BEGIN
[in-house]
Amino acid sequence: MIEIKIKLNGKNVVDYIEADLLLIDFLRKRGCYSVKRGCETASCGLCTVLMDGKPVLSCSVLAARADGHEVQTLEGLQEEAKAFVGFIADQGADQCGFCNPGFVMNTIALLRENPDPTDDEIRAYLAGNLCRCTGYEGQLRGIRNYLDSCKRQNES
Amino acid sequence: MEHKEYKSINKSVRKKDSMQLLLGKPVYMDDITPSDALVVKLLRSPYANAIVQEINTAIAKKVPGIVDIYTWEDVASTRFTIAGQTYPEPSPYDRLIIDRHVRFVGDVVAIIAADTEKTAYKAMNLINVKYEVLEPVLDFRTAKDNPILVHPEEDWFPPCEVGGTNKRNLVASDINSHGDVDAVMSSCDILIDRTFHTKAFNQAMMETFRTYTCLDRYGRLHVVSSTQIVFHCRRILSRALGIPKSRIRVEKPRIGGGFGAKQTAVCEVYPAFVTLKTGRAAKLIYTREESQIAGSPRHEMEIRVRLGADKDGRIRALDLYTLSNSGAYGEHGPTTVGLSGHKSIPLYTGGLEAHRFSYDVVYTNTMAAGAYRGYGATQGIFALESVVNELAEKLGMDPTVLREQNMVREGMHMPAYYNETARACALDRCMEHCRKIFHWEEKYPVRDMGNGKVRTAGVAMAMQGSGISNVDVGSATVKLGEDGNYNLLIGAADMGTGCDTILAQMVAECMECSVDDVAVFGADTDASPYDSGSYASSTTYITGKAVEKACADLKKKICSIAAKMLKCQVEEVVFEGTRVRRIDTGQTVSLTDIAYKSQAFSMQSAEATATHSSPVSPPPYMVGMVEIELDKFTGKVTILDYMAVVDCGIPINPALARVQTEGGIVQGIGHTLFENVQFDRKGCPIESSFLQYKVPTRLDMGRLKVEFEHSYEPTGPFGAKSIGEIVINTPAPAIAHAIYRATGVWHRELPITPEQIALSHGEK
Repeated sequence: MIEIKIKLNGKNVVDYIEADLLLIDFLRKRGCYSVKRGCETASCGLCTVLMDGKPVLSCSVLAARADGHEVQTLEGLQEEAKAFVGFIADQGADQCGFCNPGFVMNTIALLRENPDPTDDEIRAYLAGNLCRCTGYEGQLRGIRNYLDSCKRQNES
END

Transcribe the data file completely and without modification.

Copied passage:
[in-house]
Amino acid sequence: MIEIKIKLNGKNVVDYIEADLLLIDFLRKRGCYSVKRGCETASCGLCTVLMDGKPVLSCSVLAARADGHEVQTLEGLQEEAKAFVGFIADQGADQCGFCNPGFVMNTIALLRENPDPTDDEIRAYLAGNLCRCTGYEGQLRGIRNYLDSCKRQNES
Amino acid sequence: MEHKEYKSINKSVRKKDSMQLLLGKPVYMDDITPSDALVVKLLRSPYANAIVQEINTAIAKKVPGIVDIYTWEDVASTRFTIAGQTYPEPSPYDRLIIDRHVRFVGDVVAIIAADTEKTAYKAMNLINVKYEVLEPVLDFRTAKDNPILVHPEEDWFPPCEVGGTNKRNLVASDINSHGDVDAVMSSCDILIDRTFHTKAFNQAMMETFRTYTCLDRYGRLHVVSSTQIVFHCRRILSRALGIPKSRIRVEKPRIGGGFGAKQTAVCEVYPAFVTLKTGRAAKLIYTREESQIAGSPRHEMEIRVRLGADKDGRIRALDLYTLSNSGAYGEHGPTTVGLSGHKSIPLYTGGLEAHRFSYDVVYTNTMAAGAYRGYGATQGIFALESVVNELAEKLGMDPTVLREQNMVREGMHMPAYYNETARACALDRCMEHCRKIFHWEEKYPVRDMGNGKVRTAGVAMAMQGSGISNVDVGSATVKLGEDGNYNLLIGAADMGTGCDTILAQMVAECMECSVDDVAVFGADTDASPYDSGSYASSTTYITGKAVEKACADLKKKICSIAAKMLKCQVEEVVFEGTRVRRIDTGQTVSLTDIAYKSQAFSMQSAEATATHSSPVSPPPYMVGMVEIELDKFTGKVTILDYMAVVDCGIPINPALARVQTEGGIVQGIGHTLFENVQFDRKGCPIESSFLQYKVPTRLDMGRLKVEFEHSYEPTGPFGAKSIGEIVINTPAPAIAHAIYRATGVWHRELPITPEQIALSHGEK
Repeated sequence: MIEIKIKLNGKNVVDYIEADLLLIDFLRKRGCYSVKRGCETASCGLCTVLMDGKPVLSCSVLAARADGHEVQTLEGLQEEAKAFVGFIADQGADQCGFCNPGFVMNTIALLRENPDPTDDEIRAYLAGNLCRCTGYEGQLRGIRNYLDSCKRQNES